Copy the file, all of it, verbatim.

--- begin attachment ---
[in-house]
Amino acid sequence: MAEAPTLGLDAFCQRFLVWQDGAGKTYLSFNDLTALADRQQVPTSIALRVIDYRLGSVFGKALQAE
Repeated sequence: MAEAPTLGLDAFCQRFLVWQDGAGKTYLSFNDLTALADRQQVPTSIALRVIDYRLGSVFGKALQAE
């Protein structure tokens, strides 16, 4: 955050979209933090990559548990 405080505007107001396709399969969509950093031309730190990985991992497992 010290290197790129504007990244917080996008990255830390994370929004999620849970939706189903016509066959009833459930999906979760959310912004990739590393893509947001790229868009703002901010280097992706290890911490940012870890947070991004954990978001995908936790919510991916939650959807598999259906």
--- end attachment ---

[in-house]
Amino acid sequence: MAEAPTLGLDAFCQRFLVWQDGAGKTYLSFNDLTALADRQQVPTSIALRVIDYRLGSVFGKALQAE
Repeated sequence: MAEAPTLGLDAFCQRFLVWQDGAGKTYLSFNDLTALADRQQVPTSIALRVIDYRLGSVFGKALQAE
């Protein structure tokens, strides 16, 4: 955050979209933090990559548990 405080505007107001396709399969969509950093031309730190990985991992497992 010290290197790129504007990244917080996008990255830390994370929004999620849970939706189903016509066959009833459930999906979760959310912004990739590393893509947001790229868009703002901010280097992706290890911490940012870890947070991004954990978001995908936790919510991916939650959807598999259906």